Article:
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Obesity, Metabolic Health, and History of Cytomegalovirus Infection in the General Population

Context: Common community-acquired infections such as cytomegalovirus (CMV), may contribute to the development of obesity and metabolic dysfunction, but empirical evidence is scarce. Objective: We examined the associations between CMV, obesity, and metabolic characteristics in a large, general popul... Full description

Journal Title: The journal of clinical endocrinology and metabolism 2016-04, Vol.101 (4), p.1680-1685
Main Author: Hamer, Mark
Other Authors: Batty, G. David , Kivimäki, Mika
Format: Electronic Article Electronic Article
Language: English
Subjects:
Publisher: United States: Endocrine Society
ID: ISSN: 0021-972X
Link: https://www.ncbi.nlm.nih.gov/pubmed/26863425
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title: Obesity, Metabolic Health, and History of Cytomegalovirus Infection in the General Population
format: Article
creator:
  • Hamer, Mark
  • Batty, G. David
  • Kivimäki, Mika
subjects:
  • Adult
  • Aged
  • Blood Pressure - physiology
  • Body Mass Index
  • C-Reactive Protein - metabolism
  • Cholesterol, HDL - blood
  • Cytomegalovirus - isolation & purification
  • Cytomegalovirus Infections - blood
  • Cytomegalovirus Infections - diagnosis
  • Cytomegalovirus Infections - physiopathology
  • Female
  • Glycated Hemoglobin A - metabolism
  • Humans
  • Longitudinal Studies
  • Male
  • Middle Aged
  • Obesity - blood
  • Obesity - diagnosis
  • Obesity - physiopathology
  • Triglycerides - blood
ispartof: The journal of clinical endocrinology and metabolism, 2016-04, Vol.101 (4), p.1680-1685
description: Context: Common community-acquired infections such as cytomegalovirus (CMV), may contribute to the development of obesity and metabolic dysfunction, but empirical evidence is scarce. Objective: We examined the associations between CMV, obesity, and metabolic characteristics in a large, general population–based sample of adults. Design and Setting, and Participants: This was an observational study in community dwelling adults from the general population, Understanding Society–the UK Household Longitudinal Study composed on 9517 men and women (age 52.4 ± 16.4 y; 55.3% female). Measures: CMV infection was measured IgG from serum. Obesity was defined as body mass index ≥30 kg/m2. Based on blood pressure, high-density lipoprotein cholesterol, triglycerides, glycated hemoglobin A1c, and C-reactive protein, participants were classified as either Healthy (0 or 1 metabolic abnormality) or Unhealthy (≥2 metabolic abnormalities). Results: A positive CMV test was recorded in 47.5% of the sample. There was no association between CMV and obesity. Of the individual metabolic risk factors, CMV was positively associated with glycated hemoglobin and high-density lipoprotein cholesterol. In combination, only Unhealthy Nonobese participants had modestly increased odds of CMV (odds ratio compared with healthy normal-weight, 1.12; 95% confidence interval, 1.00–1.26) after adjusting for a range of variables. CMV was associated with an increased prevalence of cardiovascular diseases (odds ratio, 1.67; 95% CI, 1.07–2.60) independently of obesity, metabolic risk factors, and other covariates. Conclusion: Our findings suggest a weak but statistically significant association between CMV and metabolic dysfunction in nonobese adults. This relationship seems to be masked in the obese, possibly by the effects of excess adiposity on metabolism. Common community-acquired infections, such as cytomegalovirus (CMV), may contribute to the development of obesity and metabolic dysfunction. The authors demonstrate a weak association between CMV and metabolic dysfunction in non-obese adults. This relationship appears to be masked in the obese, possibly by the effects of excess adiposity on metabolism.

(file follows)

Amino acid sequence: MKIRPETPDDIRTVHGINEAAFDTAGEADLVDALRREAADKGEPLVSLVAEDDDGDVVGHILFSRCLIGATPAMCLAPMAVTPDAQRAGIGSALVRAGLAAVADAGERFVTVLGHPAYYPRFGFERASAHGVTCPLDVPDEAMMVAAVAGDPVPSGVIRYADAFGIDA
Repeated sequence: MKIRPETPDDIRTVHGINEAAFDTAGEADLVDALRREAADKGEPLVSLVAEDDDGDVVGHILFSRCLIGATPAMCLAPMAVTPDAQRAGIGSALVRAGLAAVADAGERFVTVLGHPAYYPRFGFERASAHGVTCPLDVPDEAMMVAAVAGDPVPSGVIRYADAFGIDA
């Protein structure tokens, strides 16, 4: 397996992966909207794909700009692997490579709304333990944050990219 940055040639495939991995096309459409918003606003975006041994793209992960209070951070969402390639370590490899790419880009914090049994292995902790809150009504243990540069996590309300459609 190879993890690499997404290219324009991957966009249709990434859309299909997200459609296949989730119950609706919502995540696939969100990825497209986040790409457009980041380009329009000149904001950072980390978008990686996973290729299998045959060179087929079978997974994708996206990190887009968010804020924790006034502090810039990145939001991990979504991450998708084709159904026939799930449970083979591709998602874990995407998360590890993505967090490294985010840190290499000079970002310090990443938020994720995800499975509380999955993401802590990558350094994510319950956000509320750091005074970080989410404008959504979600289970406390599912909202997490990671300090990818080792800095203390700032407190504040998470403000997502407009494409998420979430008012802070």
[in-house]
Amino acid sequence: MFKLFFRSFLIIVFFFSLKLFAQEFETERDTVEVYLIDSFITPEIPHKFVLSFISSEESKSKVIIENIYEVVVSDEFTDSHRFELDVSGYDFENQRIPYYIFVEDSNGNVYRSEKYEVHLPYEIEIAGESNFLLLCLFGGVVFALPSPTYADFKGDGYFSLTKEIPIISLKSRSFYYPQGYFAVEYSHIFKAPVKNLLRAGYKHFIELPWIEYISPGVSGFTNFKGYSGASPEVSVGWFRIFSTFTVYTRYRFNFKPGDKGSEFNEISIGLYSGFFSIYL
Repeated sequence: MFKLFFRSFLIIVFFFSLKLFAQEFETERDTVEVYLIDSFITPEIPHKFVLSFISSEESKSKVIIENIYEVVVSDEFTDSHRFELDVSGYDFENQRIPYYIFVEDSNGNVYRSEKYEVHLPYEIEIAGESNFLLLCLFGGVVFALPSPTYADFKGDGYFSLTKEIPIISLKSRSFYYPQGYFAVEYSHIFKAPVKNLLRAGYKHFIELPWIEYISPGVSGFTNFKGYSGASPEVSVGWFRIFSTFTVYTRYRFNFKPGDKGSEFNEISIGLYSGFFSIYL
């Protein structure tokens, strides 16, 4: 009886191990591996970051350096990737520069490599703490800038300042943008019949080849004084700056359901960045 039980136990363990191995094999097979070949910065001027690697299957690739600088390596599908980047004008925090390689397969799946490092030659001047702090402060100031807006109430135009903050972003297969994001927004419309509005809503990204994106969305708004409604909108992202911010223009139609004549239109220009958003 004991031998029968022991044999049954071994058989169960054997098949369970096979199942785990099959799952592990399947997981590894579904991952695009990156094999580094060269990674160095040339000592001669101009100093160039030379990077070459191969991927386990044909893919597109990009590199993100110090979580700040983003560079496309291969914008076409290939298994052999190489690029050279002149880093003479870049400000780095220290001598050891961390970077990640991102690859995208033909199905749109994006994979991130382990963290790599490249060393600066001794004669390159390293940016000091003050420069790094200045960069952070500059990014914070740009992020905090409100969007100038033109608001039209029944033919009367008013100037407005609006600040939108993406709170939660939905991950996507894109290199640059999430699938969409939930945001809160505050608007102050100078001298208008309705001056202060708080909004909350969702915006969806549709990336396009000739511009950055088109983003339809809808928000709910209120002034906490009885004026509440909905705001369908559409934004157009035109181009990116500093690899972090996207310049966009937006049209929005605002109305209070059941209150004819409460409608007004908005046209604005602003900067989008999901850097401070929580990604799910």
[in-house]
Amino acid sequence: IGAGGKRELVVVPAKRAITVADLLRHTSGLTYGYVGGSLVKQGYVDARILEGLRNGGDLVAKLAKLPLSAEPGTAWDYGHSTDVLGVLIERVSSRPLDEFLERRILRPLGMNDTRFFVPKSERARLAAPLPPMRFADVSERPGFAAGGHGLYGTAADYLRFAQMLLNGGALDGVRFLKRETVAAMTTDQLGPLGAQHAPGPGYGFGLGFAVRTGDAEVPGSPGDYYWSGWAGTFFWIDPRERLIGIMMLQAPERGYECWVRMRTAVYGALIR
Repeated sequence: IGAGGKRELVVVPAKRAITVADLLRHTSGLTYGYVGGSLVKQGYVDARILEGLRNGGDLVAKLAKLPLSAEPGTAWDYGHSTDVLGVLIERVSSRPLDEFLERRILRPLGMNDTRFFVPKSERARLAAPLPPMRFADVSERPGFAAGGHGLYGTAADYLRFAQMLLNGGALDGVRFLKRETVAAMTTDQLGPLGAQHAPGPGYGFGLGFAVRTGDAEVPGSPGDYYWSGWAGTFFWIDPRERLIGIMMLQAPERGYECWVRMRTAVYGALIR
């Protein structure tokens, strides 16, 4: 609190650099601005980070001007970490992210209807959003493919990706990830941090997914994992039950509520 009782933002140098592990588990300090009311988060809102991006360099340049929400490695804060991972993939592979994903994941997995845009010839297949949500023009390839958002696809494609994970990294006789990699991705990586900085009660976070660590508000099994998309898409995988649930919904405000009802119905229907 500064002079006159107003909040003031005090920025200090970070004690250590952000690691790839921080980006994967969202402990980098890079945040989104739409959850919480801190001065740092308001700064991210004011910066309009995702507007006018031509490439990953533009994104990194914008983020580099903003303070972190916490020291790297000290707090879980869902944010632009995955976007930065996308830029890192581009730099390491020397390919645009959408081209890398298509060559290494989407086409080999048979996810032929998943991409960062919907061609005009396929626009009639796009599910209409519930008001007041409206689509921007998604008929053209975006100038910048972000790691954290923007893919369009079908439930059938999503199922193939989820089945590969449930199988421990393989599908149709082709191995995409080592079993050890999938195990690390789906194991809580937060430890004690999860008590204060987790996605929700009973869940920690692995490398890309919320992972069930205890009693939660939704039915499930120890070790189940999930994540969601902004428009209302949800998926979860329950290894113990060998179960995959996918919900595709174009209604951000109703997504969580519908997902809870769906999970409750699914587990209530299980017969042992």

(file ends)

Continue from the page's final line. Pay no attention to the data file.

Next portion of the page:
language: eng
source:
identifier: ISSN: 0021-972X
fulltext: no_fulltext
issn:
  • 0021-972X
  • 1945-7197
url: Link


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titleObesity, Metabolic Health, and History of Cytomegalovirus Infection in the General Population
creatorHamer, Mark ; Batty, G. David ; Kivimäki, Mika
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descriptionContext: Common community-acquired infections such as cytomegalovirus (CMV), may contribute to the development of obesity and metabolic dysfunction, but empirical evidence is scarce. Objective: We examined the associations between CMV, obesity, and metabolic characteristics in a large, general population–based sample of adults. Design and Setting, and Participants: This was an observational study in community dwelling adults from the general population, Understanding Society–the UK Household Longitudinal Study composed on 9517 men and women (age 52.4 ± 16.4 y; 55.3% female). Measures: CMV infection was measured IgG from serum. Obesity was defined as body mass index ≥30 kg/m2. Based on blood pressure, high-density lipoprotein cholesterol, triglycerides, glycated hemoglobin A1c, and C-reactive protein, participants were classified as either Healthy (0 or 1 metabolic abnormality) or Unhealthy (≥2 metabolic abnormalities). Results: A positive CMV test was recorded in 47.5% of the sample. There was no association between CMV and obesity. Of the individual metabolic risk factors, CMV was positively associated with glycated hemoglobin and high-density lipoprotein cholesterol. In combination, only Unhealthy Nonobese participants had modestly increased odds of CMV (odds ratio compared with healthy normal-weight, 1.12; 95% confidence interval, 1.00–1.26) after adjusting for a range of variables. CMV was associated with an increased prevalence of cardiovascular diseases (odds ratio, 1.67; 95% CI, 1.07–2.60) independently of obesity, metabolic risk factors, and other covariates. Conclusion: Our findings suggest a weak but statistically significant association between CMV and metabolic dysfunction in nonobese adults. This relationship seems to be masked in the obese, possibly by the effects of excess adiposity on metabolism. Common community-acquired infections, such as cytomegalovirus (CMV), may contribute to the development of obesity and metabolic dysfunction. The authors demonstrate a weak association between CMV and metabolic dysfunction in non-obese adults. This relationship appears to be masked in the obese, possibly by the effects of excess adiposity on metabolism.